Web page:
I don’t see that we have any choice but to collaborate across all areas of concern. The reality is that the scale of what we have to do to run our civilization is difficult to grasp. The planet is facing an urgent need for clean energy. We know that our coastal cities and communities are at risk of being inundated with water due to rising sea levels caused by climate change. We have to do something now that reduces carbon emissions or risk catastrophic changes to our planet.
Biden earmarked $230 million for port upgrades and he’s offering $3 billion in government loans. Is that enough to accelerate a significant shift?
It is important, but it’s not a lot of money. Massachusetts already invested $115 million and built the first offshore wind port in the country, the Marine Commerce Terminal in New Bedford. New Jersey's talking about investing $400 million in ports. The investment in ports needs to be in the billions.
What’s most important to me about the Biden administration’s support is it brings visibility and coordination. The federal government controls lease permits, so it controls how quickly new projects can get going. It also regulates the grid in between states and regions, and it runs the Department of Energy, which is so critical to future R&D about our nation’s energy grid.
I’m especially interested in seeing how this helps advance the grid issue on a national level. We need to build electricity superhighways across the country, not unlike our federal highway system, so that we can share power between regions.
Is there an urgency to the development of offshore wind energy for New England?
Here’s why we need to be serious about offshore wind power. New England is retiring aging coal-fired power plants and oil plants. Brayton Point, for example, was shut down in 2017. At 1600 megawatts, it was the largest coal-fired power plant in New England.
These sources are going offline at the same time the demands on the electricity we can generate and transmit are expected to grow and we are under pressure to dramatically reduce carbon emissions. The energy transition involves three big ideas: First, electrify the energy sector; second, generate this electricity with renewable resources; and third, triple our grid capacity to accommodate this expansion and share weather-dependent renewable resources across the continent.
We’re retiring all these plants. Do we want to replace them with more coal-fired power plants, or do we want to replace them with clean energy?
Could offshore wind power replace the fossil fuels we currently depend on?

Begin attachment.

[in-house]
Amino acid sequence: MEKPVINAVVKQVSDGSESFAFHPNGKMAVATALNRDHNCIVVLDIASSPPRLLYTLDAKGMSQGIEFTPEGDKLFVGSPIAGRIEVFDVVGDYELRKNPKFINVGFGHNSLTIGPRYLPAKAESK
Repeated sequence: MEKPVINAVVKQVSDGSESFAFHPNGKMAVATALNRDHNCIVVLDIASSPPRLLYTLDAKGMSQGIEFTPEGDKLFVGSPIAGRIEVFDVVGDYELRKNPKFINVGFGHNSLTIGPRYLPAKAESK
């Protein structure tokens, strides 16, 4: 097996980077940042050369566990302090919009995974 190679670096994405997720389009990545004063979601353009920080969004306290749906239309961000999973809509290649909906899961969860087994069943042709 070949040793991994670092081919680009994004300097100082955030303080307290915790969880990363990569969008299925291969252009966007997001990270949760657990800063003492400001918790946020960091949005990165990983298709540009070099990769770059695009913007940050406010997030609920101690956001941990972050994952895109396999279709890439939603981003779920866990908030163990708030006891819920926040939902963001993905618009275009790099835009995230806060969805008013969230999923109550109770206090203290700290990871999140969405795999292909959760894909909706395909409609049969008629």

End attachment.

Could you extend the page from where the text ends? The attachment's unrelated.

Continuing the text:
I believe offshore wind power could single-handedly get us off petrochemicals on the East Coast. I see it as integrated with other clean energy sources across the United States through a macro grid.
So offshore wind power can become a more mainstream and affordable source of energy?
We’re already getting there. For the states on the East Coast, offshore wind in the past five years has become the primary source of projected renewable energy for 2050. The East Coast states all have climate plans, and the amount to which they are depending on offshore wind is significant.
How is Tufts contributing to the future of offshore wind power?
The Tufts program is built on partnerships with industry, through the Tufts Offshore Power Research and Education Collaborative [OSPRE]. That dialogue is critical to ensuring that new curricula and career path development keep pace with this rapidly expanding industry.
Looking ahead, the success of our program overall is going to be increasingly collaborative with other universities and organizations as well. We’re working with Iowa State and Clemson University, for example, to imagine the grid of the future. We're also working with the National Renewable Energy Laboratory and the Pacific Northwest National Laboratory and supporting their work reducing greenhouse emissions through the development of a clean grid.
The big question we want to address is: How can we train and educate a skilled workforce? The United States needs at least 1,000 engineers a year educated for the next 30 years to be able to deliver this industry and to meet the 2050 timeline. There's a massive opportunity. I think there are going to be literally thousands of professional jobs and tens of thousands of skilled labor jobs in this industry for the next 30 years.
That’s where Tufts is taking the initiative. We have the first program in the country that educates graduate students in offshore wind infrastructure, supply chain, and transmission. Tufts faculty are at the forefront of the industry; we engineered the first offshore wind construction port in North America, the Marine Commerce Terminal in New Bedford, and, among other projects, we’ve partnered with the University of Rhode Island to study and monitor structural design of the first offshore wind turbines in North America—the Block Island Wind Farm.
One of the most exciting things about it is how diverse our students are. When you're talking about offshore wind, you're talking about engineering, policy, the environment, fisheries, maritime affairs. Tufts is attracting people from all walks of life who want to have these broad conversations. It’s a very vibrant intellectual atmosphere that I think will contribute to the future of the industry.
Laura Ferguson can be reached at firstname.lastname@example.org.